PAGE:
Wednesday, April 27, 2011

Fighting Back

Having worked on the Great Lakes for a decent chunk of my young career I am all to familiar with invasive species and the devastating effects they can have on an ecosystem.  Unfortunately most of the news concerning invasive species is negative and in systems like the Great Lakes it seems as though someone left the front door open for invasive species to swim on in.  In fact, it's probably one of the major reasons I wanted to moved on from working on the Great Lakes.  Invasive species are depressing and the situation never seems to improve.  That is not to say the marine environment doesn't have its own invasive species problems, as we've seen from the invasion of lionfish.

But the news isn't all bad.

It seems as though Lake George in New York has had success in turning back invasive species.  When Asian clams were discovered in the lake scientists quickly mobilized to eradicate the threat.  The location of the clams in the lake was identified, and mats are being laid over the top to "snuff" out the tiny invaders.
But it doesn't end there.

Lake George has had past success in avoiding invasive species.  Eurasian watermilfoil has been contained in the lake using barriers, and zebra mussels were wiped out by volunteer divers who picked them off of rocks.  It's pretty incredible when you think about it.

Granted Lake George is a smaller system so it is probably easier to contain and eradicate invasive species than in larger systems.  However, I think it speaks to the importance of long term monitoring and having proactive user groups that these threats were quickly identified and dealt with.  Hopefully Lake George has the same success with the Asian Clam.  

Friday, April 15, 2011

Phosphorus in Wisconsin

I was reading a post at the Sierra Clubs Great Lakes Program blog and found the reference to this article about Wisconsin potentially allowing increased phosphorous releases into state waters pretty interesting.  I'll briefly explain the political issues (as far as I can understand them) before getting into the science but you should definitely read the article for yourself.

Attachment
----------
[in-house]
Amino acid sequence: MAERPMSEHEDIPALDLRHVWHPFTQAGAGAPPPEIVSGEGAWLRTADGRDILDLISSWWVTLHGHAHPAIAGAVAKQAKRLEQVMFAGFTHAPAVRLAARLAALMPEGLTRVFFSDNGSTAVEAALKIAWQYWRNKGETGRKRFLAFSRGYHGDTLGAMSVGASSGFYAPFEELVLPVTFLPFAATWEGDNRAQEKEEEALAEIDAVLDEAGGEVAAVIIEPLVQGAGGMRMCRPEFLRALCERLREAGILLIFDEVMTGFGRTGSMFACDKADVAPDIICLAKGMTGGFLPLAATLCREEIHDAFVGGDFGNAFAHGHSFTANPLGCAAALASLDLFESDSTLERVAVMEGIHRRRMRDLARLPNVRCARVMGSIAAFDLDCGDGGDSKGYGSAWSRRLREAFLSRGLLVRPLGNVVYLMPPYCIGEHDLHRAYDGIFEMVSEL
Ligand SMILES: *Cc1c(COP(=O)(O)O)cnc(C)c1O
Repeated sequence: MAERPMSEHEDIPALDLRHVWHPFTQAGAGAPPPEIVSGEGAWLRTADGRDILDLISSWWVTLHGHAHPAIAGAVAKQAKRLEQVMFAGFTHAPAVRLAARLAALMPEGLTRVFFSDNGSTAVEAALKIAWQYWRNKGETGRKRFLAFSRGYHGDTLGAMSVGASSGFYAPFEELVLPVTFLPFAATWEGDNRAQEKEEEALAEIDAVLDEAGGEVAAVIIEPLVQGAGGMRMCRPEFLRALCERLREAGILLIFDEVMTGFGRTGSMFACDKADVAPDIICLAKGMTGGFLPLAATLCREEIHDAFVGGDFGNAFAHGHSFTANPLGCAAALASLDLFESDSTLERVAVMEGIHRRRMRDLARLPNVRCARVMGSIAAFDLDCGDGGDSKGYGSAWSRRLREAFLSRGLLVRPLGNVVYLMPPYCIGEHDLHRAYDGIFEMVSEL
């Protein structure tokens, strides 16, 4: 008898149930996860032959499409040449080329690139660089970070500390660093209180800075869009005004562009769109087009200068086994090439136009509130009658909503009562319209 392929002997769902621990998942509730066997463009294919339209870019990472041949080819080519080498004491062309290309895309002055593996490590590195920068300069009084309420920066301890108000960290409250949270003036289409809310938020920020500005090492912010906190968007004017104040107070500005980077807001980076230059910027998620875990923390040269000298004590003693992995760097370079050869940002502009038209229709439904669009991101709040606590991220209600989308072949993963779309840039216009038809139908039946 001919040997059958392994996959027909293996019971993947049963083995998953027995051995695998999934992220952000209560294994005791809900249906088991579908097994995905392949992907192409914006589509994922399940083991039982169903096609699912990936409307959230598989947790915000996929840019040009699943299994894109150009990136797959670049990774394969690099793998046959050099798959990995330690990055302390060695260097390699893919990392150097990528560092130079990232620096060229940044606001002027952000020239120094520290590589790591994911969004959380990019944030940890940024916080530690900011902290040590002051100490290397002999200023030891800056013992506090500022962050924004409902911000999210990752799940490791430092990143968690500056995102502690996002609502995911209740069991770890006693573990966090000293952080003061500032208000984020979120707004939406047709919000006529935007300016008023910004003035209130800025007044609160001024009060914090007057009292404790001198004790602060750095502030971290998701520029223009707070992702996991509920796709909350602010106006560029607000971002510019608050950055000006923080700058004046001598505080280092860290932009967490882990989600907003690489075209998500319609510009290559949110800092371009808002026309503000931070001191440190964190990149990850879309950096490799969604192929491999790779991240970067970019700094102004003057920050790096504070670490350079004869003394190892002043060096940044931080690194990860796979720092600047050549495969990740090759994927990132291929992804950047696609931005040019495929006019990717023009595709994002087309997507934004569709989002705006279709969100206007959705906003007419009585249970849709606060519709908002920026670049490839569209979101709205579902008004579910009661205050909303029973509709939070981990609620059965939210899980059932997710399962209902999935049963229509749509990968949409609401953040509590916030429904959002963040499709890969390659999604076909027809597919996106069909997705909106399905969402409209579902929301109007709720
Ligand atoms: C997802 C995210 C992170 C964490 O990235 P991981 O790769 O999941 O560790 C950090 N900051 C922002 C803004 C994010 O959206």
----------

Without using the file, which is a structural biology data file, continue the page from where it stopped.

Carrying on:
For those following the Wisconsin budget situation, it is common knowledge that Wisconsin Gov. Scott Walker is heavily backed by the Koch brothers, the libertarian billionaires known for their philanthropy and support of the tea party "movement".  The brothers own most of Koch industries which encompasses Georgia Pacific lumber which has paper mills in Wisconsin.  Phosphorus is one of the by products produced by these plants, the phosphorus is usually disposed of by discharging into   nearby waterbodies.  Essentially, Scott Walker and his colleagues have been working to delay legislation that would limit phosphorus emissions, presumably with the goal of getting rid of this legislation all together.  Many questions have arisen about Walkers motives because the Koch brothers back Walker and have a lot to gain if Walker is successful in delaying this legislation (read the article for more detail).        

So why should we care if more phosphorus is added to the environment?

Primary production is the conversion of the suns energy to organic material, usually by photosynthesis.  In addition to sunlight, phosphorus and nitrogen are needed for primary production.  In freshwater environments phosphorus is a limiting element.  This means that regardless of the amount of nitrogen in the environment if there is not enough phosphorous primary production will be limited.  In aquatic systems primary productivity can be viewed as algal and aquatic plant growth.  The more phosphorous in the system the more plant growth we should see.  Many freshwater systems have extra phosphorous added to them from outside sources (like paper plants), which increases primary productivity, this is known as eutrophication.   

That's good right?  We want more primary productivity don't we?  Zooplankton eat algae and fish eat zooplakton.  If there is more algae we get more zooplankton and more fish...Right?  This is somewhat true (see Onondaga Lake and Lake Erie), eutrophic lakes (whether it's natural or artificial eutrophication) seem to support a lot life.